Charlie Haden, the pioneering jazz bassist who played with the likes of Ornette Coleman and Keith Jarrett before enjoying a decades-long solo career, died Friday at age 76 of a prolonged illness, according to his label, ECM.
Praised by critic Martin Williams for his “almost lyric directness,” Haden achieved fame in the late ’50s as a member of saxophonist Ornette Coleman’s groundbreaking free jazz quartet. He would later be a key member of another celebrated ensemble, pianist Keith Jarrett’s mid-’70s unit.
In 1969, Haden founded the politically charged Liberation Music Orchestra, a brew of radical politics and free ensemble playing, with pianist-composer Carla Bley. During the ’70s and ’80s, he recorded with Old and New Dreams, a cooperative quartet featuring other members of Coleman’s pathfinding ensembles.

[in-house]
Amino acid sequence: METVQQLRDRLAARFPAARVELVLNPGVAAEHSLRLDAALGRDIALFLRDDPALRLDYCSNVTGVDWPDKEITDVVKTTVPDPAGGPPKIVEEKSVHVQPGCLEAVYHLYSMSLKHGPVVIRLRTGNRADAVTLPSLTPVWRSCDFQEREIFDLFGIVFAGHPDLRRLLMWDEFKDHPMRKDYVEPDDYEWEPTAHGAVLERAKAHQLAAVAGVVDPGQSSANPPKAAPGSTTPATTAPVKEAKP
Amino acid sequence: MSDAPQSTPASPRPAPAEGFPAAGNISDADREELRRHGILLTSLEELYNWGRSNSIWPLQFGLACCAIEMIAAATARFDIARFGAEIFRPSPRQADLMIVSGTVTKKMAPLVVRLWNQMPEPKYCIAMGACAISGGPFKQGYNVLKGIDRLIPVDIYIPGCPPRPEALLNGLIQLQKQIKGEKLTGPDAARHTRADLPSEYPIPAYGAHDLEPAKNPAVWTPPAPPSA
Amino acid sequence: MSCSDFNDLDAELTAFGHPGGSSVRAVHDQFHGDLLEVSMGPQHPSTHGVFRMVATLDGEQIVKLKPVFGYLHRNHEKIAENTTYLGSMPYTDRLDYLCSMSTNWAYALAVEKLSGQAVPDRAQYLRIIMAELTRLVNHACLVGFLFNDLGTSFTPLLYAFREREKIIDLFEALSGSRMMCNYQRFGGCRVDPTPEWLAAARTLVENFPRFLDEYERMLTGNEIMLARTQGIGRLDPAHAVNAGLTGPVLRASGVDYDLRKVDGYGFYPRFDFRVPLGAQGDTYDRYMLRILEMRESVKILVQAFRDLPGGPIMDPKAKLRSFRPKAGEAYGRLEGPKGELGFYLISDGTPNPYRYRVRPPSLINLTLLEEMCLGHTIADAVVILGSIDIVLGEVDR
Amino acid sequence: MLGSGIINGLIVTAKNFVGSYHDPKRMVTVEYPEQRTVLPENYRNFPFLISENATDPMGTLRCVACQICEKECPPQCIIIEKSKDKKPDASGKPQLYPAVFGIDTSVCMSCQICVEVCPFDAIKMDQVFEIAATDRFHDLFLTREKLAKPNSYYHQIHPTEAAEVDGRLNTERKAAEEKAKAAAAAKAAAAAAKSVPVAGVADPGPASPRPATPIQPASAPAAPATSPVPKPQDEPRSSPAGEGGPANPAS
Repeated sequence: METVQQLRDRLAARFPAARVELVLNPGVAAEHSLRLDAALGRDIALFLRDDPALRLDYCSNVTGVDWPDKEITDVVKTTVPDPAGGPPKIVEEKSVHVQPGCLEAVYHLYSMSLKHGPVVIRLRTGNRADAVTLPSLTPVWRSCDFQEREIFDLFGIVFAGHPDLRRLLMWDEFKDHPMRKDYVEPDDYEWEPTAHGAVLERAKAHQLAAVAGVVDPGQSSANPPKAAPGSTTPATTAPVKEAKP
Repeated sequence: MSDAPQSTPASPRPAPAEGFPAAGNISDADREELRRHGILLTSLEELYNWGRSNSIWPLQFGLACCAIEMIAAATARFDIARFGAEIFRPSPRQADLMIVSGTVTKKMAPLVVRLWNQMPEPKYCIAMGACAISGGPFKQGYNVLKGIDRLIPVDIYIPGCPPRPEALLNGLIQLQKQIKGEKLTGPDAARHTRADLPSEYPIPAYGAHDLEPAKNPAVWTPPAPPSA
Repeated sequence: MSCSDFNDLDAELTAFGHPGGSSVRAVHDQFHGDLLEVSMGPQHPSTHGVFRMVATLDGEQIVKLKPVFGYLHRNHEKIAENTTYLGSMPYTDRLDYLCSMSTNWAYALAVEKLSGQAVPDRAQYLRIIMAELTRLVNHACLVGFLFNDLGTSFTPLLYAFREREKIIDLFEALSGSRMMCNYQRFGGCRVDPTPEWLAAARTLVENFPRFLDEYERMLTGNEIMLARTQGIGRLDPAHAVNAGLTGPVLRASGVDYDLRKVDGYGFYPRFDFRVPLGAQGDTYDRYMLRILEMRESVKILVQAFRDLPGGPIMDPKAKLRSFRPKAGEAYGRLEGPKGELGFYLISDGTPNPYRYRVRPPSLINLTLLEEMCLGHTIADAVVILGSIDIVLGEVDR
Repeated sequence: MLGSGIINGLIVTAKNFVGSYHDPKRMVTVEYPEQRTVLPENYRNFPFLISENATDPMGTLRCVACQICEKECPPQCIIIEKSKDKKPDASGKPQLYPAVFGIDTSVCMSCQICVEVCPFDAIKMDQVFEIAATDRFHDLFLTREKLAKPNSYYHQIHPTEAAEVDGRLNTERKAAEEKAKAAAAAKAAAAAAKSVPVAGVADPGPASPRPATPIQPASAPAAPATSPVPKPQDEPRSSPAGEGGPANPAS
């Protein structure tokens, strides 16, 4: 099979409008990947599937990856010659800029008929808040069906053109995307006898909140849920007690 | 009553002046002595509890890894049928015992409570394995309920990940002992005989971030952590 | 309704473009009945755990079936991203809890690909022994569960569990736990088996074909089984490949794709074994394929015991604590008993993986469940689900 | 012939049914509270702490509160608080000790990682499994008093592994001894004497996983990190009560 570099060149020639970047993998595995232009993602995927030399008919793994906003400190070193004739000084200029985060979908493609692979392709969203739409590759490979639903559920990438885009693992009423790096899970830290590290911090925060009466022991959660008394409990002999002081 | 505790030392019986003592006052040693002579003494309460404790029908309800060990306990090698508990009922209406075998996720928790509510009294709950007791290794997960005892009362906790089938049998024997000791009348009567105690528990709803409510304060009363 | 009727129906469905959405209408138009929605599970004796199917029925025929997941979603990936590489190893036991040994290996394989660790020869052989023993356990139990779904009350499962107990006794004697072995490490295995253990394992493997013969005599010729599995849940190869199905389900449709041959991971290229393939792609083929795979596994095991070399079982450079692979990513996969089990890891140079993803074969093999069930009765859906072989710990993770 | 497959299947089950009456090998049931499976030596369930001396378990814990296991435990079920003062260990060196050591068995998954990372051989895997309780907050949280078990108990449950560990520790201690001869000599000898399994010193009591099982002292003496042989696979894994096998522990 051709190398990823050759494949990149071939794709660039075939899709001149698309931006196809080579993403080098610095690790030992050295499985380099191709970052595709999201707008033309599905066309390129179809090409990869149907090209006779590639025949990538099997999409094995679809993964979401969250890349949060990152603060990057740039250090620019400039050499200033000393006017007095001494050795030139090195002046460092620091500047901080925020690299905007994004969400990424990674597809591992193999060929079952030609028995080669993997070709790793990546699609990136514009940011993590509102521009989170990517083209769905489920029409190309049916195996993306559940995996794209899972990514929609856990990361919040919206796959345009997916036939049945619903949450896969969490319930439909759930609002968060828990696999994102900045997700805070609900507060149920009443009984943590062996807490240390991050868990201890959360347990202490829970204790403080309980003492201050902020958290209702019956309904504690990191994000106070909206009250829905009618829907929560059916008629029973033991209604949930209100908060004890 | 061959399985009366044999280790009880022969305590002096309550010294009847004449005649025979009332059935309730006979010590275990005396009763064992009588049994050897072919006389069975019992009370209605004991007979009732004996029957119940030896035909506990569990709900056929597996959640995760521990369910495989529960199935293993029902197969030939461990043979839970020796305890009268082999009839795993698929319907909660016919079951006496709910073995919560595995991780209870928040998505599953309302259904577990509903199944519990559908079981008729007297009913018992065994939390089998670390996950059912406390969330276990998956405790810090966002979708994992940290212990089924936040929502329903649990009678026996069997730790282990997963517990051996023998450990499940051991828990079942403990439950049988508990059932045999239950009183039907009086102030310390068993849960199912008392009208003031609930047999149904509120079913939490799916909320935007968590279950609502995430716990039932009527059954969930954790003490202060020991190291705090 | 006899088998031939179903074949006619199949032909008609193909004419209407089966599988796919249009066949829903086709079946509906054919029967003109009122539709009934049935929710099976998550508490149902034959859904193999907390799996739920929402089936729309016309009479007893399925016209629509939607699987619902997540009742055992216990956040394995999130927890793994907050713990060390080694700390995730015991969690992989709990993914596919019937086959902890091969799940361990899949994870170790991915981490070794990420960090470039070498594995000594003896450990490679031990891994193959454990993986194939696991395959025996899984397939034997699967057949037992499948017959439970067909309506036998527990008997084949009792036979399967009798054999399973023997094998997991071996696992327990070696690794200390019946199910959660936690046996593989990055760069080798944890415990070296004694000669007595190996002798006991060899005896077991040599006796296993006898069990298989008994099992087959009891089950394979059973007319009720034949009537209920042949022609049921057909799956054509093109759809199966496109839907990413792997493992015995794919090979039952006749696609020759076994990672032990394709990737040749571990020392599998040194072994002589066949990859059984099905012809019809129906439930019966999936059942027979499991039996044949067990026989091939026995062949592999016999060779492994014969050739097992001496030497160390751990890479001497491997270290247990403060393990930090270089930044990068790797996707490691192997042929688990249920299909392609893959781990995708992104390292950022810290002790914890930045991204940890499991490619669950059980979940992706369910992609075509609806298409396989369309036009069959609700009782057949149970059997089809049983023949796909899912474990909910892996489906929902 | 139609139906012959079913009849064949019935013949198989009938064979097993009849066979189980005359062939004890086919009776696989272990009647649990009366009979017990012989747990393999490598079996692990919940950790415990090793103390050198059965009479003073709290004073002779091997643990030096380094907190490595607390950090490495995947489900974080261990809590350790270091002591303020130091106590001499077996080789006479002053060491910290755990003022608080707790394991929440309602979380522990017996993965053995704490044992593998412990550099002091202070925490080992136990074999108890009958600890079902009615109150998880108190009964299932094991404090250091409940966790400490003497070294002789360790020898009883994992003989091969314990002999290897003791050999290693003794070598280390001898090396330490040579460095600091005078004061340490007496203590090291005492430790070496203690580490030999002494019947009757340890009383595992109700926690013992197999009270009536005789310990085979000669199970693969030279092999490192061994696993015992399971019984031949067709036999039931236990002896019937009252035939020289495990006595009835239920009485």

In 1987, Haden formed his long-running group Quartet West, which achieved commercial and critical success with its highly cinematic repertoire.
Born in Shenandoah, Iowa, Haden was reared in a musical family. Making his professional bow at the prodigious age of 22 months, he sang with his parents and older brothers and sister in country unit the Haden Family, which appeared on national radio.
A bout with polio at 15 damaged nerves in Haden’s vocal cords and ended his singing career, but he continued to play the bass. He gravitated to jazz after hearing Charlie Parker on a radio broadcast by Norman Granz’s Jazz at the Philharmonic. As a sideman on Springfield, Mo.’s network TV show “The Ozark Jubilee,” he jammed with the jazz-oriented country guitarists Hank Garland and Grady Martin.
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